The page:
The Czech Republic Approaches a Presidential Election

A Test of Democratic Maturity

January 18, 2023
Pavel Havlicek
4 min read
On January 27–28, Czech voters will elect their country’s new president, choosing between former Prime Minister Andrej Babiš and former army Chief of Staff Petr Pavel.

Pavel narrowly led in the first round of voting, 35.4 percent to Babiš’s 35 percent, and the campaigning for the second round is fierce. Many observers paint the election as a referendum not only on the former prime minister but also on the future of Czech illiberalism.

Voter turnout in the first round was more than 68 percent, the highest since the first direct presidential election in 2013. This and the level of public interest in the campaign reflected the high stakes after the end of President Miloš Zeman’s controversial ten-year tenure. His time in office was marked by his illiberalism, nationalism, xenophobia, and pro-China and pro-Russia positions.

The days until Czechs vote again will be stormy. Several of the candidates defeated in the first round have endorsed Pavel, while Babiš has adopted a new, aggressive approach. The former prime minister seems to have concluded that he cannot add to his first-round support without a strongly negative campaign.

Babiš has been highlighting Pavel’s communist past and comparing him to Russian President Vladimir Putin. Pavel spent years preparing to enter the ranks of military intelligence during Communist Party rule, as Putin did. Babiš, though, was also a party member and has admitted to having collaborated with the secret service in communist times. Babiš’s electorate is indifferent to this, but Pavel’s past could unsettle some of his potential voters.

Another line of attack for Babiš is the performance of the current coalition government, which has overwhelmingly endorsed Pavel. As opposition leader, the former prime minister has been a strong critic and often unconstructive opponent of the government. The current socioeconomic situation could help Babiš, with rising inflation and a decreasing standard of living for much of society, both caused by the war in Ukraine. On this, Babiš will likely benefit from his reputation as a successful business figure and finance minister before his years as prime minister.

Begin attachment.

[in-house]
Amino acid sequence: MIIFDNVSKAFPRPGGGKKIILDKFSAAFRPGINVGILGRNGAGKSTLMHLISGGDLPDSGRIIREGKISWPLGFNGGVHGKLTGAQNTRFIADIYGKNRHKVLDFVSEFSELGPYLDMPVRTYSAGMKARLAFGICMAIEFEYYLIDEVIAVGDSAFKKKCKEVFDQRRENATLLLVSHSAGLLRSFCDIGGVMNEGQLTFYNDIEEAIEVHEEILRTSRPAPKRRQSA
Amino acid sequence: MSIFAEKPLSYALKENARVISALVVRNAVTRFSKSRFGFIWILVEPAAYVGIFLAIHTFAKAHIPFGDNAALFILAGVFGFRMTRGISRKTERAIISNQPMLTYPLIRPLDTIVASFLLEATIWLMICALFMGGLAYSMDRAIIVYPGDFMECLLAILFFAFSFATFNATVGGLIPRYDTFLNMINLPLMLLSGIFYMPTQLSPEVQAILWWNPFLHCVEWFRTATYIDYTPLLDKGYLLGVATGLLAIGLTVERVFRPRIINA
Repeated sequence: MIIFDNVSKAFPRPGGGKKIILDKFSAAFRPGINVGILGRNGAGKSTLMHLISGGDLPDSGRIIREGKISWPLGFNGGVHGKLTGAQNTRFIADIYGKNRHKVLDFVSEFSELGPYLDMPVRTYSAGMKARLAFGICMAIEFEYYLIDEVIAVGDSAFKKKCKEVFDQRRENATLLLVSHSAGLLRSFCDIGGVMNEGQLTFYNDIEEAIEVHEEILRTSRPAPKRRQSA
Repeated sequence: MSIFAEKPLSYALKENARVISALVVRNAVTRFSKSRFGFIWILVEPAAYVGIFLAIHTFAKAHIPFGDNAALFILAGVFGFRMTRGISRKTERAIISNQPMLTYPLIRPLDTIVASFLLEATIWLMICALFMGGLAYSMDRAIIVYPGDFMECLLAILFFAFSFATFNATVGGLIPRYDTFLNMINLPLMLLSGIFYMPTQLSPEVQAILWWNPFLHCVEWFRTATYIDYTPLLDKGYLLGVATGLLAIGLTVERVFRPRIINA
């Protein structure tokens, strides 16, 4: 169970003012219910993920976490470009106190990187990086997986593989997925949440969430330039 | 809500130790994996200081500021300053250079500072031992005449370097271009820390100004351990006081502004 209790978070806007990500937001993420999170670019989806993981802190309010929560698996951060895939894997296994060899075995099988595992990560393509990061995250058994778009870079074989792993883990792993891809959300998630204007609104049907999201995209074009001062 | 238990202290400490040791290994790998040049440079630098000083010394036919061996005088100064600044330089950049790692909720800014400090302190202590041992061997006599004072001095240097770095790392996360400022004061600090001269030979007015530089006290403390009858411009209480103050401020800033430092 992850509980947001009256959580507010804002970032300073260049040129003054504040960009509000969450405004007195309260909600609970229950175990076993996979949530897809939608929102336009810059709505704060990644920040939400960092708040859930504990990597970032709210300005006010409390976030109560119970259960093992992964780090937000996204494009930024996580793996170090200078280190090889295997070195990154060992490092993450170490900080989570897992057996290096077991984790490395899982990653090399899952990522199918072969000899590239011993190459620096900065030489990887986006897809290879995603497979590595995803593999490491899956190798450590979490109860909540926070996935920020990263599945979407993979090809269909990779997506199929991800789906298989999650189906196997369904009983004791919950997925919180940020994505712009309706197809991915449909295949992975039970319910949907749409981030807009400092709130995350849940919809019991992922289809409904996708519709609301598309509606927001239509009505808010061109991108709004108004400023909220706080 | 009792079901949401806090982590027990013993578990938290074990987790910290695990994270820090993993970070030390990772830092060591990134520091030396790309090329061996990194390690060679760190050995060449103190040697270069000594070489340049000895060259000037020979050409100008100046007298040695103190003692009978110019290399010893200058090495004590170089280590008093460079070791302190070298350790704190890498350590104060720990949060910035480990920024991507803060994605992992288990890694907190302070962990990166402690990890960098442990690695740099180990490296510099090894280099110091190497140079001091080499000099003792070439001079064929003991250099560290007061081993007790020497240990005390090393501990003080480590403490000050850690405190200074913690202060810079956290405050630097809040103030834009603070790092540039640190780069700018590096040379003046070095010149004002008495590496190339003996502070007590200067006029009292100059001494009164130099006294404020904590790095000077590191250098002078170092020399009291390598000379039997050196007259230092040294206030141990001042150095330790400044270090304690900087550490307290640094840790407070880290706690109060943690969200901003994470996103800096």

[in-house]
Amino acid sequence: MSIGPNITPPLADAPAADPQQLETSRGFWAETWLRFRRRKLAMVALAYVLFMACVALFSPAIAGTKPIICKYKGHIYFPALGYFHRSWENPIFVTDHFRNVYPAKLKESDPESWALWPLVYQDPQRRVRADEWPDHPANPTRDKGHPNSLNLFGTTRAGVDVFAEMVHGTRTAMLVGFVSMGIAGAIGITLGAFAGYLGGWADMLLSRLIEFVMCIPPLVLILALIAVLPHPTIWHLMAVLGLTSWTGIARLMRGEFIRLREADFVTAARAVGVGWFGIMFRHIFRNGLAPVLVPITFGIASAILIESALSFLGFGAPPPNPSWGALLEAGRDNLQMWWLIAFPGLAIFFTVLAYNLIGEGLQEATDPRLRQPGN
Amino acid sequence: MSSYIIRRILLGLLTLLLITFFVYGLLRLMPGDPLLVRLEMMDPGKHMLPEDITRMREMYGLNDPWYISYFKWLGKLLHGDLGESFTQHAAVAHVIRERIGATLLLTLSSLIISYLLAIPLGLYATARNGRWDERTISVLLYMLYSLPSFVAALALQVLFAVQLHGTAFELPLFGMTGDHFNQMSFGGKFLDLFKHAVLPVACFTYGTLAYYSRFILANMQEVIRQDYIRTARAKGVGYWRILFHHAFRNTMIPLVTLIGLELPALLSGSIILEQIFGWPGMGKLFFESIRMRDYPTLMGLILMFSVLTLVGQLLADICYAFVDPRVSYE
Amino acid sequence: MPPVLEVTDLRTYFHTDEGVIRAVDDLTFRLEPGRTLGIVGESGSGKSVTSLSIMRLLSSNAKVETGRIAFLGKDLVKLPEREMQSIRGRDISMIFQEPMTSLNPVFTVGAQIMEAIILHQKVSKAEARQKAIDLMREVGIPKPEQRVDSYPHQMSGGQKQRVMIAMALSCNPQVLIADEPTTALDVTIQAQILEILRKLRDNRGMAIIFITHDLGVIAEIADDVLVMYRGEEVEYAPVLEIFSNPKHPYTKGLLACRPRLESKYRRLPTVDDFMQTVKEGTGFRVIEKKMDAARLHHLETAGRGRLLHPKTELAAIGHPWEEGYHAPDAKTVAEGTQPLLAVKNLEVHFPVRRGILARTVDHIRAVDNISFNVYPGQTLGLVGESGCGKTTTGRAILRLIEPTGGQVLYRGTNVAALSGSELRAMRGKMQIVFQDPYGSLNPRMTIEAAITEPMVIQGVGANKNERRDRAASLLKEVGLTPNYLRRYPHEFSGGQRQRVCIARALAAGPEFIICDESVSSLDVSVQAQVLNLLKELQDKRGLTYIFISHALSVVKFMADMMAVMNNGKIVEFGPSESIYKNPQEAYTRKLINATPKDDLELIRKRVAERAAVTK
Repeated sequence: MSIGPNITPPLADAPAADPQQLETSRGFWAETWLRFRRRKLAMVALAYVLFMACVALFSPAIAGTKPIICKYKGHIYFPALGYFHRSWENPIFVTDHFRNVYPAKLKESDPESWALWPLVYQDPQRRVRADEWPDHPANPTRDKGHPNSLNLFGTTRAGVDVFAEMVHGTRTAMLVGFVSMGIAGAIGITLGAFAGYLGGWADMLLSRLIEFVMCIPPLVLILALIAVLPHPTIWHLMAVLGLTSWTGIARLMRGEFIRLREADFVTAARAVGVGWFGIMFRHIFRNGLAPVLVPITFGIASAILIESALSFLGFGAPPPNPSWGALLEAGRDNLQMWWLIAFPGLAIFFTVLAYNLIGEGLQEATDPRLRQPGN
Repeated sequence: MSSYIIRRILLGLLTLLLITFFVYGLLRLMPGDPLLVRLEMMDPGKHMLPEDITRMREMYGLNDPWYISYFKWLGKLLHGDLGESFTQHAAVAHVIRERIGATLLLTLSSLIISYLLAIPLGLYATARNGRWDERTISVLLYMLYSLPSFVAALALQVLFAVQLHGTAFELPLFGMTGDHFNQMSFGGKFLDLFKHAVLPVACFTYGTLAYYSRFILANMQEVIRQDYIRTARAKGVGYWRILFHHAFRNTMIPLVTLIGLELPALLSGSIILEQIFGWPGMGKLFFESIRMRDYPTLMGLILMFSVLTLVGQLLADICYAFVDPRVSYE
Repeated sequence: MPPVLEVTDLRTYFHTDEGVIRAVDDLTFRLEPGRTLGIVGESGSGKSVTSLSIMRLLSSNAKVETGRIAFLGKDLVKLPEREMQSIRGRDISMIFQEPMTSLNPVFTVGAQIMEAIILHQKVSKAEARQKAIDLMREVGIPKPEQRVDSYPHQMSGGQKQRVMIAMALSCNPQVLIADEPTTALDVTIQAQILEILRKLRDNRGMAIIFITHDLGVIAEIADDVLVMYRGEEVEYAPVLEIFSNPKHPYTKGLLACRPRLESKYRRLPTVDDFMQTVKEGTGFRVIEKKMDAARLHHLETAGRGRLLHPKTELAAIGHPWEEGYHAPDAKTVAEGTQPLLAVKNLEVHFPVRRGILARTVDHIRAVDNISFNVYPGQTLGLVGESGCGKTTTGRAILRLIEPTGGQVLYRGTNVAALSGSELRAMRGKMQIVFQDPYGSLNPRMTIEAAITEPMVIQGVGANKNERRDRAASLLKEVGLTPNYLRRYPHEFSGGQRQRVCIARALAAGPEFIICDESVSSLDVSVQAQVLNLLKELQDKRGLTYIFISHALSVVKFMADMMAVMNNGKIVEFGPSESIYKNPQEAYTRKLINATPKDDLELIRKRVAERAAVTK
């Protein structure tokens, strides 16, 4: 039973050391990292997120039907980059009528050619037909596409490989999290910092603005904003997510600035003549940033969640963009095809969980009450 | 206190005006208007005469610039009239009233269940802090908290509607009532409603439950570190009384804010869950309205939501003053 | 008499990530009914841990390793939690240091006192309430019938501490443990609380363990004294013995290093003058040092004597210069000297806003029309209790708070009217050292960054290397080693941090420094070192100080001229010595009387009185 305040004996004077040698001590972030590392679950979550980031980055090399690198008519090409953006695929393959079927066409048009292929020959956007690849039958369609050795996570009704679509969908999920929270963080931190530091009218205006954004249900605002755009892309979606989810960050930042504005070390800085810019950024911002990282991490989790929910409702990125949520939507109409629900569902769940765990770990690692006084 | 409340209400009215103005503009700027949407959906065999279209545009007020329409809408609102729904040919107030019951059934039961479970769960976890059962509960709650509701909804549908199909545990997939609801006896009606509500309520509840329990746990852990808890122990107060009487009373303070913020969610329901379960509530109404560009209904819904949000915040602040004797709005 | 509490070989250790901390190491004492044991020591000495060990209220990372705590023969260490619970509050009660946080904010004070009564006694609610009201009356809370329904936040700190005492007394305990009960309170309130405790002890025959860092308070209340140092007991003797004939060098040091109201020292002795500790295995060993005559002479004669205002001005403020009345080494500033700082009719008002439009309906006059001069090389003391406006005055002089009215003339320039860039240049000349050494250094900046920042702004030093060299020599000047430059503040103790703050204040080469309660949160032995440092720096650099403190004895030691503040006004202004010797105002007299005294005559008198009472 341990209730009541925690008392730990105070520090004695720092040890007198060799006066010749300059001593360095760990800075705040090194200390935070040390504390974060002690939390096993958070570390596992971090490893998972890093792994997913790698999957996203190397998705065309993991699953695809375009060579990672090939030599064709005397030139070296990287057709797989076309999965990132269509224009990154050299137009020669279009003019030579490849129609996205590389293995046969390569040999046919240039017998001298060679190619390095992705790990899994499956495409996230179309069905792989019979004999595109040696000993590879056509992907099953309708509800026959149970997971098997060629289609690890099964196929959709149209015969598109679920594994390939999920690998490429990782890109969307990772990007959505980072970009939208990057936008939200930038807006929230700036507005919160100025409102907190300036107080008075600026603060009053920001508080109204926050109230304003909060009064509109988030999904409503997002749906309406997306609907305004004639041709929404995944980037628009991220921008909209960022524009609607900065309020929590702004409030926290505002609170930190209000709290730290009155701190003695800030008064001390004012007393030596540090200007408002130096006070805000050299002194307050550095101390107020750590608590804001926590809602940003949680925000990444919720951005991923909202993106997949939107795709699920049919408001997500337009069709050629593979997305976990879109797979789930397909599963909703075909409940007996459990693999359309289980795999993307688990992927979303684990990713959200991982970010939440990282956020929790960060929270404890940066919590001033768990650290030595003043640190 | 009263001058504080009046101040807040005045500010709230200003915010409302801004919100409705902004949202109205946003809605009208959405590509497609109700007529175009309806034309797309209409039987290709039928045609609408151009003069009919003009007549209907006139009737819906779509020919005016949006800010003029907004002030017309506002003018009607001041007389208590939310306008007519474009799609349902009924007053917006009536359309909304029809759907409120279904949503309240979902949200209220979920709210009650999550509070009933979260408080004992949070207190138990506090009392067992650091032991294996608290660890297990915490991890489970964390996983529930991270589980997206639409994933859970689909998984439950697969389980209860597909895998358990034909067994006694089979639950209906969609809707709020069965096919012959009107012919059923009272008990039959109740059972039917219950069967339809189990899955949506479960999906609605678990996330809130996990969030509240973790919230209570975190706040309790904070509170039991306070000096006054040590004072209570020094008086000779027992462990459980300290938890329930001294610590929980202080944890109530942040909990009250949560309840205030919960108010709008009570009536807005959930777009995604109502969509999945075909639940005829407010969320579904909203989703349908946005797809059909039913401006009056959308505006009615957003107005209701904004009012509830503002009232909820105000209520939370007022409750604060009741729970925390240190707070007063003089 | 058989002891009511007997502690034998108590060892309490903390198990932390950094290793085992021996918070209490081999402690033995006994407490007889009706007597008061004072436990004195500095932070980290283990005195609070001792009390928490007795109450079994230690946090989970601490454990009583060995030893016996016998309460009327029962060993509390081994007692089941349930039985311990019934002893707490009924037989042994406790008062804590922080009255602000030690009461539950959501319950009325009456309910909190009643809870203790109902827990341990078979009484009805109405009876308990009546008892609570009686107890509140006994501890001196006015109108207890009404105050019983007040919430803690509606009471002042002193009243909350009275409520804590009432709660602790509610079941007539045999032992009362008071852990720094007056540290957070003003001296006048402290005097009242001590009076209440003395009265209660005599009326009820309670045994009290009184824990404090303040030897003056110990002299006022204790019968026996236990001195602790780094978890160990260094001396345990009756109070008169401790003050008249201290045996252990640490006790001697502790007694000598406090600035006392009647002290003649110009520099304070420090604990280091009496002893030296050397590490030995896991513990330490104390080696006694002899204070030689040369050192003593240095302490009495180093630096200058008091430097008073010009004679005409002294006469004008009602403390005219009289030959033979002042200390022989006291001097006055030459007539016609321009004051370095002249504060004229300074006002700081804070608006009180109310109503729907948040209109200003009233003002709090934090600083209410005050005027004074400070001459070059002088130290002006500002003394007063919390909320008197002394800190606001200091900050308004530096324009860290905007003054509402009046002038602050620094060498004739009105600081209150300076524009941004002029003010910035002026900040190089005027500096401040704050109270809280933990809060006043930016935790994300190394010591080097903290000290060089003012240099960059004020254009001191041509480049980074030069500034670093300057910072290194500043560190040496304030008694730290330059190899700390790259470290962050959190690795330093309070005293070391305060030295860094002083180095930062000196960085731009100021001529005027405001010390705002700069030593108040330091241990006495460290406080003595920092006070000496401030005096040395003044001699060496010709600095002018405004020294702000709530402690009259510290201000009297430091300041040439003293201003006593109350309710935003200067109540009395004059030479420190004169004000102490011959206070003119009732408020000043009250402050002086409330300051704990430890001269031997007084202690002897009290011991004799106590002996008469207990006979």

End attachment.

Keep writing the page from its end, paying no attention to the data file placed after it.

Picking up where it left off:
By contrast, little attention has been paid to the president’s constitutional powers. These include appointing Constitutional Court and Supreme Court judges, and Czech National Bank board members, who comprise an influential body for a country still outside the eurozone. Zeman often abused his powers, but Babiš has been diverting attention from this issue.

Foreign and security policy has become a hotly contested issue, with the two candidates having different outlooks. Babiš has tried to highlight his international credentials and connections. He has visited Hungary’s Prime Minister Viktor Orbán, his long-term friend and inspiration for negotiations within the EU. Like Orbán, Babiš is known for an anti-Brussels and sovereigntist stance. Babiš also went to France, where he met with the President Emmanuel Macron, whose party is in the same European Parliament political group as Babiš’s ANO. The visit was controversial because the former prime minister is being investigated for a money-laundering scheme involving investments in the property market in the south of France via suspicious hedge funds.

Pavel also went to Budapest, but he met representatives of civil society, academia, and the independent press. The aim was to position himself as a convinced democrat and supporter of liberal norms, in contrast to Babiš. Pavel could also play on his experience and contacts in NATO, where he served in the highest nonpolitical position, Military Committee chairman, and he could benefit from his detailed knowledge of defense and security matters in a time of war. This would also resonate well in the EU and the transatlantic alliance.

Babiš is calculating that the war in Ukraine is becoming more unpopular among voters. He has accused Pavel of being a military man wanting to drag the Czech Republic into the conflict rather than offering a peace proposal. Babiš has tried to present himself as a diplomat looking to end hostilities, even suggesting that, as president, he could organize a peace conference in Prague. Here, too, Babiš plays up his international contacts and competence while claiming Pavel lacks executive experience and knowledge of international affairs.

Foreign and security policy might also be the focus of a disinformation campaign against Pavel. There is precedent for this. Zeman’s 2018 opponent, Jiří Drahoš, was successfully smeared as a “welcomer” of refugees from the Middle East.

The presidential election’s outcome will show whether Czech society has become mature enough to overcome the illiberal tendencies of the Zeman years or if it is willing to tolerate the same for five more years under Babiš.


Pavel Havlicek is a research fellow at the Association for International Affairs (AMO) in Prague and a former ReThink.CEE fellow at the German Marshall Fund of the United States.

The views and opinions expressed in the preceding text are those of the author(s) and do not necessarily reflect the positions of the German Marshall Fund of the United States.